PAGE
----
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Intermittent fasting 16/8

Intermittent fasting 16/8: definition, benefits, menus

Very much in vogue, intermittent fasting helps you lose weight, eliminates toxins and holds back ageing. What exactly is the 16/8 method? What should you eat in between fasting?

Intermittent fasting and the 16/8 method: definition

Intermittent fasting consists of alternating periods of eating and non-eating. It is less restrictive than strict fasting, which requires you to stop eating for extended periods, but delivers the same health benefits.

There are several ways in which to put intermittent fasting into practise: some people choose to fast on one day of the week (for 24 hours continuously), others fast every other day. There’s also the 5:2 diet, in which you eat normally for 5 days of the week, and drastically reduce your calorie intake for the other 2 days ...

One of the most common and convenient approaches, however, is the 16/8 method, which consists of alternating 16 hours of fasting with 8 hours of eating normally. For example, you have your last meal of the day at 8pm and then eat nothing more till noon the next day (a total of 16 hours of fasting, repeated every day) (1).

Benefits of intermittent fasting

Intermittent fasting offers a number of health benefits:

  • once the body’s glycogen reserves have been used up during the fasting period, it enters into a state of ketosis, drawing its energy from adipose tissue. Intermittent fasting thus helps you to burn fat, and slim down and so helps prevents obesity;
  • with no energy required for digestion, the body can concentrate its resources on a thorough detox and on increasing cell regeneration. It can, in particular, produce more growth hormones, reduce its insulin levels, acquire more energy, develop stronger immunity and benefit from more restorative sleep;
  • intermittent fasting also stimulates autophagy, a process in which cells ‘self-devour’. To survive the nutritional stress caused by the absence of food, cells are actually able to liquidate and recycle their own constituents by cleaning out dysfunctional or unnecessary material. This natural, cellular self-cleansing process slows down ageing by reducing the accumulation of macromolecular damage. Intermittent fasting thus appears to offer important anti-ageing benefits (2-6).

Risks of such calorie restriction

This type of partial fasting does not, in principle, pose any risks for healthy individuals. Just be aware that if practised over the longer term, it can sometimes cause:

  • headaches;
  • muscle wasting;
  • bad breath;
  • and it may have a negative effect on your social life (having to decline invitations to restaurants, drinks, etc.). The less restrictive 16/8 method mitigates this downside.

Tips for implementing 16/8 intermittent fasting

In terms of following the 16/8 method and deciding on the right timing of your fasting and eating periods, you simply need to find what works best for you. Would you prefer to stop eating at 8pm and start again at noon the next day, or stop at 4pm so that you can eat breakfast at 8am? It’s your choice whether to forego dinner (and go to bed slightly peckish) or skip breakfast (and start your day with an empty stomach).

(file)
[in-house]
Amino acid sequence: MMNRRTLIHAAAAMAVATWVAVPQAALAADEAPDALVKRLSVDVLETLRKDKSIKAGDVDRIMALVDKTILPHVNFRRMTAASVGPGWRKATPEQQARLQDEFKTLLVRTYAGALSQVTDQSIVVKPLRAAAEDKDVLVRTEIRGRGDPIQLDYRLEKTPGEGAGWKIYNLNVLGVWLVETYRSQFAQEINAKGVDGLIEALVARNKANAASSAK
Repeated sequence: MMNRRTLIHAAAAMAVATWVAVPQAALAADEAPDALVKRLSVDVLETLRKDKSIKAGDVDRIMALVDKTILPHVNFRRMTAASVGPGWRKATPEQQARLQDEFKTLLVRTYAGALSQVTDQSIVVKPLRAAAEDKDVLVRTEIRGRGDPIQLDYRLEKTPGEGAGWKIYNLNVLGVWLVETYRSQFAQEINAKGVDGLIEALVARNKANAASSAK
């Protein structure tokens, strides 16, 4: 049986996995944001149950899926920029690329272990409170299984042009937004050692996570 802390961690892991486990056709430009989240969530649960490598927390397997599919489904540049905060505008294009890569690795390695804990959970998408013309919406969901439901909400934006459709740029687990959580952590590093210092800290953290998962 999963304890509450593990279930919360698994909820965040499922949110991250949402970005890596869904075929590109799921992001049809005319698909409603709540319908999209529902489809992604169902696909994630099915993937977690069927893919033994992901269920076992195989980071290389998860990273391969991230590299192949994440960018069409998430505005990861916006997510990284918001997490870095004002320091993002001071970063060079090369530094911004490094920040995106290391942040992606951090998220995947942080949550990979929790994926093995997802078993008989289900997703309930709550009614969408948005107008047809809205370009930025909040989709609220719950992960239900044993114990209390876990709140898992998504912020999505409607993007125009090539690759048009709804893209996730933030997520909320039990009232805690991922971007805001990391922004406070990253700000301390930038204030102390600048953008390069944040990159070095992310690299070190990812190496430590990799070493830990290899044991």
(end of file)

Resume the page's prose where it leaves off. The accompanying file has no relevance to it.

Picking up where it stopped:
We’d suggest building up progressively, by practising intermittent fasting on just one or two days of the week to start with. It should gradually become a habit that you can then extend to the whole week.

However you choose to do it, make sure you drink plenty of water (at least 2 litres a day) during your fasting periods so that you don’t become dehydrated. Avoid sugary or alcoholic drinks and stick to water or tea.

During your eating periods, adopt a sensible, healthy approach so that you don’t undo all the advantages you gain from fasting. During your ‘8 hours of food’, eat three meals, or two meals and two snacks. Choose unprocessed foods whenever possible: whole fruits and vegetables, whole grains, lean protein, dairy products, and some carbohydrates and healthy fats.

Make sure, in particular, that you eat foods rich in mineral salts and trace-elements to prevent potassium deficiency, which causes chills and dizziness.

Children, pregnant women, and those suffering from anorexia, heart problems, diabetes or any serious illness or eating disorder, should not fast, or should at the very least, seek medical advice before doing so.

Menu examples for the 16/8 method

Here are some healthy menu suggestions for your 8-hour eating periods:

Example no. 1, if you’re planning on retaining dinner


  • ground beef, basmati rice, crudités, goat’s milk yogurt;
  • or egg, chickpeas, green beans and an apple.

Snack at 4pm

  • fromage blanc, almonds, peach;
  • or dark chocolate and a light compote;

Dinner at 8pm

  • smoked salmon, courgette and potato puree, two fromage frais;
  • or tofu, pumpkin seeds, tomato coulis, kidney beans and quinoa.

Example no. 2, if you’re planning to eat breakfast

Breakfast at 8am

  • fromage blanc, oat flakes, cinnamon, goji berries;
  • or an apple and granary bread (lightly-buttered);
  • you could also have some dark chocolate and fruit at 10am.


  • slices of duck, mixed rice, stir-fried carrots, fresh fruit salad;
  • or quinoa, chickpeas, carrots, onions, courgettes.

Snack at 4pm

  • almond puree on wholewheat bread;
  • or two or three prunes.

To prevent deficiencies, you could also take dietary supplements containing magnesium, vitamin D, iron (if you have been diagnosed as deficient) and omega-3. And did you know that there are specific supplements that can help to reproduce or boost some of the anti-ageing effects of fasting?